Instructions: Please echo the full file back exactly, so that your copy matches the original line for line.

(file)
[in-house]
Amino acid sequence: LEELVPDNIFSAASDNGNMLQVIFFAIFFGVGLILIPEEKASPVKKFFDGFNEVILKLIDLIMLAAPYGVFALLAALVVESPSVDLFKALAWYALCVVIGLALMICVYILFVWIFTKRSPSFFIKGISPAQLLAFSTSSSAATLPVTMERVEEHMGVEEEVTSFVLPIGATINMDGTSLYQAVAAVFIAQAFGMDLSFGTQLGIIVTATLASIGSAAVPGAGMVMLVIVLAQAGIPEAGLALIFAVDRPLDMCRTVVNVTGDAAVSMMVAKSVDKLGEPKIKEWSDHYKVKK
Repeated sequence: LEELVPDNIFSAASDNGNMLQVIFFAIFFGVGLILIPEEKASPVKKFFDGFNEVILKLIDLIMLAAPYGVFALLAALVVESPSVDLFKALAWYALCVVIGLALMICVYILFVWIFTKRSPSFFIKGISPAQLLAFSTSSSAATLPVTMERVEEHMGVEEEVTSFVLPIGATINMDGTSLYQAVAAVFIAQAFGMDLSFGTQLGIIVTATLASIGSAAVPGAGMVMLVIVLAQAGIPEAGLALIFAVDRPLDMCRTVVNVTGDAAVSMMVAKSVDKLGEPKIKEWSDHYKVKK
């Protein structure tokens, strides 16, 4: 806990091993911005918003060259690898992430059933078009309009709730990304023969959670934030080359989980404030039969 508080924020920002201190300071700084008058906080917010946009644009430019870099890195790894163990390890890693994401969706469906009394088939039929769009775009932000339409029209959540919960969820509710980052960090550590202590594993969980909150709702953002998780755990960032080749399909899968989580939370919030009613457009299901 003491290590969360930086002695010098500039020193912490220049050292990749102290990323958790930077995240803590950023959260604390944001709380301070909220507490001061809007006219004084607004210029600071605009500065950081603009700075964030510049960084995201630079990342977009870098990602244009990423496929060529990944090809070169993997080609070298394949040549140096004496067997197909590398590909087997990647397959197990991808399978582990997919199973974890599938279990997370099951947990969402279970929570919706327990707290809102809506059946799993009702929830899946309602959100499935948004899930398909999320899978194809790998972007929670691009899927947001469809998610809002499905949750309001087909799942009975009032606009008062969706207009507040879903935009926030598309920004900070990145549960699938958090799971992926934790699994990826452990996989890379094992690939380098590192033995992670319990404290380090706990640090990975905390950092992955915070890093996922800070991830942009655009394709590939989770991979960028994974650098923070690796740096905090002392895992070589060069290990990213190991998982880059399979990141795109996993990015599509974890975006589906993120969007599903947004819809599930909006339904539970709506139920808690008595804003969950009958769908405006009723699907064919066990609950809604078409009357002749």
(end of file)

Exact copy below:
[in-house]
Amino acid sequence: LEELVPDNIFSAASDNGNMLQVIFFAIFFGVGLILIPEEKASPVKKFFDGFNEVILKLIDLIMLAAPYGVFALLAALVVESPSVDLFKALAWYALCVVIGLALMICVYILFVWIFTKRSPSFFIKGISPAQLLAFSTSSSAATLPVTMERVEEHMGVEEEVTSFVLPIGATINMDGTSLYQAVAAVFIAQAFGMDLSFGTQLGIIVTATLASIGSAAVPGAGMVMLVIVLAQAGIPEAGLALIFAVDRPLDMCRTVVNVTGDAAVSMMVAKSVDKLGEPKIKEWSDHYKVKK
Repeated sequence: LEELVPDNIFSAASDNGNMLQVIFFAIFFGVGLILIPEEKASPVKKFFDGFNEVILKLIDLIMLAAPYGVFALLAALVVESPSVDLFKALAWYALCVVIGLALMICVYILFVWIFTKRSPSFFIKGISPAQLLAFSTSSSAATLPVTMERVEEHMGVEEEVTSFVLPIGATINMDGTSLYQAVAAVFIAQAFGMDLSFGTQLGIIVTATLASIGSAAVPGAGMVMLVIVLAQAGIPEAGLALIFAVDRPLDMCRTVVNVTGDAAVSMMVAKSVDKLGEPKIKEWSDHYKVKK
């Protein structure tokens, strides 16, 4: 806990091993911005918003060259690898992430059933078009309009709730990304023969959670934030080359989980404030039969 508080924020920002201190300071700084008058906080917010946009644009430019870099890195790894163990390890890693994401969706469906009394088939039929769009775009932000339409029209959540919960969820509710980052960090550590202590594993969980909150709702953002998780755990960032080749399909899968989580939370919030009613457009299901 003491290590969360930086002695010098500039020193912490220049050292990749102290990323958790930077995240803590950023959260604390944001709380301070909220507490001061809007006219004084607004210029600071605009500065950081603009700075964030510049960084995201630079990342977009870098990602244009990423496929060529990944090809070169993997080609070298394949040549140096004496067997197909590398590909087997990647397959197990991808399978582990997919199973974890599938279990997370099951947990969402279970929570919706327990707290809102809506059946799993009702929830899946309602959100499935948004899930398909999320899978194809790998972007929670691009899927947001469809998610809002499905949750309001087909799942009975009032606009008062969706207009507040879903935009926030598309920004900070990145549960699938958090799971992926934790699994990826452990996989890379094992690939380098590192033995992670319990404290380090706990640090990975905390950092992955915070890093996922800070991830942009655009394709590939989770991979960028994974650098923070690796740096905090002392895992070589060069290990990213190991998982880059399979990141795109996993990015599509974890975006589906993120969007599903947004819809599930909006339904539970709506139920808690008595804003969950009958769908405006009723699907064919066990609950809604078409009357002749």